Capilano University has commissioned Squamish Nation master carver Ses siyam (Ray Natraoro) to build a traditional Coast Salish canoe as a 50th anniversary legacy.
The 30-foot-long legacy canoe will symbolize the University’s commitment to Truth and Reconciliation.
The canoe will be carved on campus next to the Bosa Building where students, staff, faculty and the public will have a unique opportunity to witness the transformation from tree to canoe and learn firsthand about Coast Salish traditions and culture.
In celebration of its 50th anniversary, Capilano University has commissioned Squamish Nation master carver Ses siyam (Ray Natraoro) to build a traditional Coast Salish canoe as a legacy to future generations.
The 30-foot-long legacy canoe is being carved on campus and symbolizes the University’s commitment to Truth and Reconciliation.
On April 11, Capilano University invites the wider community to join master carver Ses siyám (Ray Natraoro) and carver Xats’alánexw siyám (Victor Harry) in a ceremony to awaken and name the seaworthy Coast Salish canoe. The ceremony will take place in the Capilano University Birch Cafeteria at 2 p.m.
All are welcome to attend.
Legacy Canoe Awakening and Naming CeremonyJoin us April 11 in the Capilano University Birch Cafeteria at 2 p.m.
Artist Bio: Coast Salish Master Carver Ses siyam (Ray Natraoro)
Ray Natraoro, whose ancestral name is Ses siyam, is a seventh-generation Squamish Nation master carver who grew up surrounded by traditional canoes.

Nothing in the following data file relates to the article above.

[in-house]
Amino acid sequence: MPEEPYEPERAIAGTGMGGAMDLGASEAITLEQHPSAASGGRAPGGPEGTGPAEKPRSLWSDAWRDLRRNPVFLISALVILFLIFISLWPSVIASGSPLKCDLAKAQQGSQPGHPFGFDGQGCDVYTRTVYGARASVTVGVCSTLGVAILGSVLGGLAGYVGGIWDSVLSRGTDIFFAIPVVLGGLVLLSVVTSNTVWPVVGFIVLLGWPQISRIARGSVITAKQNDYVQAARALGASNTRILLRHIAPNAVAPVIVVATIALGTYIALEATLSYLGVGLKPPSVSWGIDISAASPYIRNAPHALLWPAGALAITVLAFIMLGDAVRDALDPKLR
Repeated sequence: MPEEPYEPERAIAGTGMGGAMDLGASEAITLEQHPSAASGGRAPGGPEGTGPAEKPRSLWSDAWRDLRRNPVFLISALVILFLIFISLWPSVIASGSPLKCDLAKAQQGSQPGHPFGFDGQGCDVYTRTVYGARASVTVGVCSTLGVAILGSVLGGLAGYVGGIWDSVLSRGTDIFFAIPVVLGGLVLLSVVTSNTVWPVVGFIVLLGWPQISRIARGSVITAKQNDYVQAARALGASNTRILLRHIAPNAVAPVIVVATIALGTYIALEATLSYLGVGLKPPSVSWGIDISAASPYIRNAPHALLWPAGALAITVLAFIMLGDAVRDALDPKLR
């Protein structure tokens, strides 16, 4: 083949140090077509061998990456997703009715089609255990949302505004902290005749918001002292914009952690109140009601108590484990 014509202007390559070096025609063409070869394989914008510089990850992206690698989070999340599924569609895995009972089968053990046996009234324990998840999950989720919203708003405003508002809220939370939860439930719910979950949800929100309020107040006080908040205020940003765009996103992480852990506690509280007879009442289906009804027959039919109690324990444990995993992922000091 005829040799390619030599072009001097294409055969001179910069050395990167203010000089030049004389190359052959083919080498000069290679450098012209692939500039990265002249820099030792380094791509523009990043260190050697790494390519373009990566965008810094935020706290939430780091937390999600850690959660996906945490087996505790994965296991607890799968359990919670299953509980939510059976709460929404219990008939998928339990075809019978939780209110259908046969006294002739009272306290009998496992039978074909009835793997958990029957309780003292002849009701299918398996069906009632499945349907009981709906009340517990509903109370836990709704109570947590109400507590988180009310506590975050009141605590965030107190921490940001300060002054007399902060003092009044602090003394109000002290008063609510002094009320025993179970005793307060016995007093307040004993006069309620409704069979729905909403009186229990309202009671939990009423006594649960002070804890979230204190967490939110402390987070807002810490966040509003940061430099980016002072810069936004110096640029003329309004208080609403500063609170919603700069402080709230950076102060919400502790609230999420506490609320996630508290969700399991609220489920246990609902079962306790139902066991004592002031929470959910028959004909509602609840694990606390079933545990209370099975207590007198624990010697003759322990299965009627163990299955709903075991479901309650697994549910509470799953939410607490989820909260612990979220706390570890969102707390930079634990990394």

His interest in carving started at age five when he started to learn the tradition of canoe carving from his maternal great grandfather and other family carvers. As a boy, Ses siyam enjoyed spending time with an uncle – who kept a single canoe in his room – fixing and maintaining the many canoes on the family property. He has been particularly inspired through the years by Squamish Nation master carver Xwalacktun (Rick Harry) and Kwakwaka’wakw master carver Simon Dick.
With the help of his late grandfather, Ses siyam carved his first canoe in 1998 – a 37-foot traditional Coast Salish canoe.
Ses siyam has been working as an independent artist since the 1990s and specializes in dugout canoes, totem poles, house posts, masks, bent boxes, rattles, pendants and paddles. To date, he has carved more than 30 canoes, including six out of the seven Squamish Nation canoe styles, which enables him to use the title of master carver.
In much of his work, Ses siyam incorporates elements from both sides of his family history to transform objects into beautiful works of art. His late father was from the northern Tutchone tribe located in northern Yukon. His mother is from the Squamish Nation. Ses siyam grew up in the Eslh7han Village in the Lonsdale area of North Vancouver.
Ses siyam thrives on sharing his culture and has many teachings from elders in his community he likes to pass on. His goal is to embrace his past and seek new ways to explore First Nations culture and traditions by using a contemporary style and design to capture his audience.
He believes that through public artworks, such as the Capilano University 50th Anniversary legacy canoe project, he can share his culture, history and traditions, and create a lasting legacy for future generations.
February 19, 2019
Coast Salish master carver Ses siyam will carve a canoe for Capilano University’s 50th anniversary
NORTH VANCOUVER B.C. February 19, 2019 – Capilano University President Paul Dangerfield is pleased to announce that master carver Ses siyam (also known as Ray Natraoro) will carve a ceremonial and sea-worthy canoe as a legacy of the University’s 50th anniversary. The 30-foot-long canoe will symbolize the University’s commitment to Truth and Reconciliation and will be carved on the campus, beginning next week.